«Equity Style Investing RONG, WU How to cite: Equity Style Investing, Durham theses, Durham University. RONG, WU (2013) Available at Durham E-Theses ...»
First, it should make sense to extend the sample to the latest available data to test whether the basic findings are still hold. The sample data used in this research is till the end of 2004. Over the past 8 years global financial markets have undergone some fundamental changes.
As major financial markets collapsed during 2007-2008 due to credit crunch, several most influential large investment firms have had their share prices plummet as a result of such subprime bust29. While this
For example, Lehman Brothers reported a loss over $2.8 billion for the second
quarter of 2008. Its stock price had fallen over 62% till 24 June 2008. The global financial service firm eventually has to declare bankruptcy, which was the largest bankruptcy in U.S. history. Other firms like Merrill Lynch reported an $8.6 billion net loss on 17 January 2008, while on 15 January 2008 Citigroup reported a fourth quarter net loss of $9.83 billion, including $18.1 billion in pre-tax write downs on its subprime investment. Similarly, UBS shut down one of its hedge funds in 2007 due to loss of $123 million assets and also reported a $4.4 billion loss on fixed-income securities for the third quarter 2007.
research does not contain stocks in the financial service industry, the collective market behaviour of these global key players arguably would inevitably cause excess volatility of other assets in the stock market and therefore affecting the asset pricing dynamics. By extending the research sample to contain the most recent credit crunch period, one is able to test the sensitivity of the findings and more reliable test results should be yielded. While this research is mainly based on the U.K stock market, it is also interesting to cover other developed markets that have different institutional environment30.
Second, the style investing strategies discussed in this thesis often contains the structure of short selling. In market practice this process involves using of borrowed shares that are often from brokerage firms or institutional investors based on collateral. Short selling introduces costs. D’Avolio (2002) shows that the value-weighted cost to borrow stocks is 0.25% annually. In addition to the short selling cost, there exists general transaction cost in the market trading activity. Chan and Lakonishok (1997) argue that in the NYSE market the average round-trip transaction cost for small-cap and large-cap stocks are 3.31% and 0.90%, respectively. It is argued that academics generally underestimate the impact of such transaction cost in the empirical research (c.f. Sadka (2004), Lesmond et al. (2004), Hanna and Ready (2005)). Indeed, momentum effects are more pronounced in small size stocks with wider bid-ask spread, and such strategy requires frequent rebalancing that results in high turnover. This would suggest that it is important to incorporate the impact of various trading cost in the style investing strategies. Hence it makes sense to explore if the empirical findings still hold once possible trading costs are adjusted.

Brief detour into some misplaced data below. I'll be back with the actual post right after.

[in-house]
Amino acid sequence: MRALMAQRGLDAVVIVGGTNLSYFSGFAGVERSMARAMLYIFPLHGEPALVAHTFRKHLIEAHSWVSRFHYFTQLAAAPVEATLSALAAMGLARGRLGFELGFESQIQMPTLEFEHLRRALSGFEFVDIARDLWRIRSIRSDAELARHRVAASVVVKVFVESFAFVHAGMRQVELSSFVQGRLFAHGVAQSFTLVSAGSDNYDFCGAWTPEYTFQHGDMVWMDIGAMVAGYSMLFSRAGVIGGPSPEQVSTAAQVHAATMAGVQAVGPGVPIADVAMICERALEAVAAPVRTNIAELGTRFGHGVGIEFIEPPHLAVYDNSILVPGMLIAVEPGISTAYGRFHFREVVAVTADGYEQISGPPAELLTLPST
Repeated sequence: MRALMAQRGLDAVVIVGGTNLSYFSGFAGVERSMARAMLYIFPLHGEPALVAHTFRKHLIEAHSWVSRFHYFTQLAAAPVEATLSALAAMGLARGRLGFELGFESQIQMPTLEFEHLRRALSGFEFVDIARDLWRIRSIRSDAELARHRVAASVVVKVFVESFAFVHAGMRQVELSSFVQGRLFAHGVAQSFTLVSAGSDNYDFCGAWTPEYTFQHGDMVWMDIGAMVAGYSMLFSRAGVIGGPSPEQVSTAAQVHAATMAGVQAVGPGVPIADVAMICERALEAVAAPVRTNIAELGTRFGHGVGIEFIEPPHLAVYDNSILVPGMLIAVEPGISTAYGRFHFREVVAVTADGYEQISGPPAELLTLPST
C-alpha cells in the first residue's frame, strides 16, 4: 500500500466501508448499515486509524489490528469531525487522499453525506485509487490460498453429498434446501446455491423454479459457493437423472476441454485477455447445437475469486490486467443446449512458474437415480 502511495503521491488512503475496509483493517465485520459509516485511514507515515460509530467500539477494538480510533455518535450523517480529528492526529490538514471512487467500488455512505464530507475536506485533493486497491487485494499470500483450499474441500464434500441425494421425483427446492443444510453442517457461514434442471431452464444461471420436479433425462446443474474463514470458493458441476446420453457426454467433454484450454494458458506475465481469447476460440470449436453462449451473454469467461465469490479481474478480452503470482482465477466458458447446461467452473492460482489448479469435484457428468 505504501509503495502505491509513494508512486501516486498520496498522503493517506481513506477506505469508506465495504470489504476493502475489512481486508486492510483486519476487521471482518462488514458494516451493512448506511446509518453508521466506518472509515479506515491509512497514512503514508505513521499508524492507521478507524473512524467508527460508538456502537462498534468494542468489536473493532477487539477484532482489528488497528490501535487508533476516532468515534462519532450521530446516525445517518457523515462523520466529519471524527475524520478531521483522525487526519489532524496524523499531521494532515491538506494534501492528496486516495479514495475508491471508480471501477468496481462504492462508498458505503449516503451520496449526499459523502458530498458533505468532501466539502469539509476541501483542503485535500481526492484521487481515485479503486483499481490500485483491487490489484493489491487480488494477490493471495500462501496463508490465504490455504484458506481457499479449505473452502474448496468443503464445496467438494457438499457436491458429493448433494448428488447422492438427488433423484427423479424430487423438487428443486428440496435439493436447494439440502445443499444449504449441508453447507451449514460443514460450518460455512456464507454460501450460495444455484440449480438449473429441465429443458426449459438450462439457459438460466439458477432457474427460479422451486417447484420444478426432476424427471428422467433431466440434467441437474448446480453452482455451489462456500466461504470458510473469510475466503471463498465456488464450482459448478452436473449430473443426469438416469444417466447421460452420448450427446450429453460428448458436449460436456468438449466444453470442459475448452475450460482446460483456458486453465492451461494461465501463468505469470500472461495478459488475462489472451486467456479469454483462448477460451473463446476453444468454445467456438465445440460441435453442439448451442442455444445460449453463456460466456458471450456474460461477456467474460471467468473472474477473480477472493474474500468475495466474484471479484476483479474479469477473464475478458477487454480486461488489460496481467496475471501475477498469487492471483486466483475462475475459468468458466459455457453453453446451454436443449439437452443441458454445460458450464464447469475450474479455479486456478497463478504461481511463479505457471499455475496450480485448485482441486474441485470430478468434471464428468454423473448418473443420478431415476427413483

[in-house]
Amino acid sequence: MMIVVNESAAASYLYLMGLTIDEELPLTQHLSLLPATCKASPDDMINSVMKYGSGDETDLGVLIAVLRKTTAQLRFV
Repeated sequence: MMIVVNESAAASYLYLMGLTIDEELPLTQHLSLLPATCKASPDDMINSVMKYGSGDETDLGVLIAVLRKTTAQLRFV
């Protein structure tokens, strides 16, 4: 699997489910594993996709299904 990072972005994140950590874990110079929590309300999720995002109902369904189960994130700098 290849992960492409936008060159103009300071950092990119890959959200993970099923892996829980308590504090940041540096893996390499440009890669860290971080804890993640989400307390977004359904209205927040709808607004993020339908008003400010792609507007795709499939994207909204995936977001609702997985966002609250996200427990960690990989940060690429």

Third, the optimal style portfolio allocation examined in Chapter 5 is based on the assumption that investors face a single-period case to maximise their mean-variance objective. However the optimal choice Recent study of Chao et al. (2012) examines the equity style momentum strategies in major international markets. However, their work mainly focuses on the testing part, rather to explore the underlying reason for the profitability of such strategies.
based on multi-period is not covered yet. Indeed, instead of the single period case investors may also wish to maximise their utility following a multi-period investment scenario. It makes sense to conduct the study of such multi-period optimal style allocation problem and also compare the results with that derived from the single-period case.
Fourth, Chapter 5 uses the risk-adjusted returns in the study. It will be very interesting to conduct a similar research based on the excess returns to the market index. The optimal style investing based on such excess returns captures the gain from beating an index with low tracking errors and is therefore equivalent to an ‘active indexation’ strategy, and the optimal weights can be interpreted as ‘active weights’.
Since market index also exposes to the business cycle effect, it is interesting to compare if the underlying optimal style policy would change given the two research schemes. Additionally, in response to the concerns that Markowitz optimal framework often yields extreme long-short weights (c.f. Best and Graner (1991)) due to the imprecise estimation of stock return moments, it makes sense to follow the use of shrinkage to improve estimates of means (c.f. Jagannathan and Ma (2003)).
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